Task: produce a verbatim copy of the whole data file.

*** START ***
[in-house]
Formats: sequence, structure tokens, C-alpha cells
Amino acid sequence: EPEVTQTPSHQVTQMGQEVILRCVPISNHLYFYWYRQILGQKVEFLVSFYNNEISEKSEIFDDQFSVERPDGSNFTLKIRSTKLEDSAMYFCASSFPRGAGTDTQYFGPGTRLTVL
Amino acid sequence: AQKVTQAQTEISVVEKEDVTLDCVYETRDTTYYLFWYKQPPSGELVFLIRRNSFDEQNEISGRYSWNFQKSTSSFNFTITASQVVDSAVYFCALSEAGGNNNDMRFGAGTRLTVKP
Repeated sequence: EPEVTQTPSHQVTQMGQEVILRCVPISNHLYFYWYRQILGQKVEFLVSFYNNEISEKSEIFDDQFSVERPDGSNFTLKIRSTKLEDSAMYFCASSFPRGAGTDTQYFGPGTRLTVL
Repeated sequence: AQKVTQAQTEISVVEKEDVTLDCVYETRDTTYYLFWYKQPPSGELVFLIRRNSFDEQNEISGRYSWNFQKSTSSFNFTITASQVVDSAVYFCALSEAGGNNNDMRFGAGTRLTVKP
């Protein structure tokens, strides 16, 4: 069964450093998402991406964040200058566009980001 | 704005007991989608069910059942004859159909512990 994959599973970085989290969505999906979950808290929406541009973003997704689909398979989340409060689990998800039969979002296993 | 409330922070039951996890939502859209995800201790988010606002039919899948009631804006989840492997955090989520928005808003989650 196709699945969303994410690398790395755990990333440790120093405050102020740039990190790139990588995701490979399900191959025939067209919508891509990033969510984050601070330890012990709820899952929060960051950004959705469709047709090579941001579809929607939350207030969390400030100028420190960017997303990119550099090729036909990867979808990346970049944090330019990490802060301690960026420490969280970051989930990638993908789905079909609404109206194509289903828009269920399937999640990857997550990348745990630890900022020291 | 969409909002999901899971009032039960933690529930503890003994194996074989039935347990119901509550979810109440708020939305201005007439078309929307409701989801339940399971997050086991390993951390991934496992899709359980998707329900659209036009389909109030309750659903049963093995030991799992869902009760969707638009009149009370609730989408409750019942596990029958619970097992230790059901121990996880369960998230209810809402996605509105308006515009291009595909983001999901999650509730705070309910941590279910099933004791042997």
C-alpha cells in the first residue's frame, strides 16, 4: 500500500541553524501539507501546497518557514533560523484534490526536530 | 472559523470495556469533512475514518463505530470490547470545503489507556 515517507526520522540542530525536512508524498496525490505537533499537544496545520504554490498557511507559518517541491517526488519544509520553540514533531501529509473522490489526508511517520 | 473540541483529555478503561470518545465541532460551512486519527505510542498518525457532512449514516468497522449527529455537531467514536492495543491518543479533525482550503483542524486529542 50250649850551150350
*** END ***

[in-house]
Formats: sequence, structure tokens, C-alpha cells
Amino acid sequence: EPEVTQTPSHQVTQMGQEVILRCVPISNHLYFYWYRQILGQKVEFLVSFYNNEISEKSEIFDDQFSVERPDGSNFTLKIRSTKLEDSAMYFCASSFPRGAGTDTQYFGPGTRLTVL
Amino acid sequence: AQKVTQAQTEISVVEKEDVTLDCVYETRDTTYYLFWYKQPPSGELVFLIRRNSFDEQNEISGRYSWNFQKSTSSFNFTITASQVVDSAVYFCALSEAGGNNNDMRFGAGTRLTVKP
Repeated sequence: EPEVTQTPSHQVTQMGQEVILRCVPISNHLYFYWYRQILGQKVEFLVSFYNNEISEKSEIFDDQFSVERPDGSNFTLKIRSTKLEDSAMYFCASSFPRGAGTDTQYFGPGTRLTVL
Repeated sequence: AQKVTQAQTEISVVEKEDVTLDCVYETRDTTYYLFWYKQPPSGELVFLIRRNSFDEQNEISGRYSWNFQKSTSSFNFTITASQVVDSAVYFCALSEAGGNNNDMRFGAGTRLTVKP
């Protein structure tokens, strides 16, 4: 069964450093998402991406964040200058566009980001 | 704005007991989608069910059942004859159909512990 994959599973970085989290969505999906979950808290929406541009973003997704689909398979989340409060689990998800039969979002296993 | 409330922070039951996890939502859209995800201790988010606002039919899948009631804006989840492997955090989520928005808003989650 196709699945969303994410690398790395755990990333440790120093405050102020740039990190790139990588995701490979399900191959025939067209919508891509990033969510984050601070330890012990709820899952929060960051950004959705469709047709090579941001579809929607939350207030969390400030100028420190960017997303990119550099090729036909990867979808990346970049944090330019990490802060301690960026420490969280970051989930990638993908789905079909609404109206194509289903828009269920399937999640990857997550990348745990630890900022020291 | 969409909002999901899971009032039960933690529930503890003994194996074989039935347990119901509550979810109440708020939305201005007439078309929307409701989801339940399971997050086991390993951390991934496992899709359980998707329900659209036009389909109030309750659903049963093995030991799992869902009760969707638009009149009370609730989408409750019942596990029958619970097992230790059901121990996880369960998230209810809402996605509105308006515009291009595909983001999901999650509730705070309910941590279910099933004791042997």
C-alpha cells in the first residue's frame, strides 16, 4: 500500500541553524501539507501546497518557514533560523484534490526536530 | 472559523470495556469533512475514518463505530470490547470545503489507556 515517507526520522540542530525536512508524498496525490505537533499537544496545520504554490498557511507559518517541491517526488519544509520553540514533531501529509473522490489526508511517520 | 473540541483529555478503561470518545465541532460551512486519527505510542498518525457532512449514516468497522449527529455537531467514536492495543491518543479533525482550503483542524486529542 50250649850551150350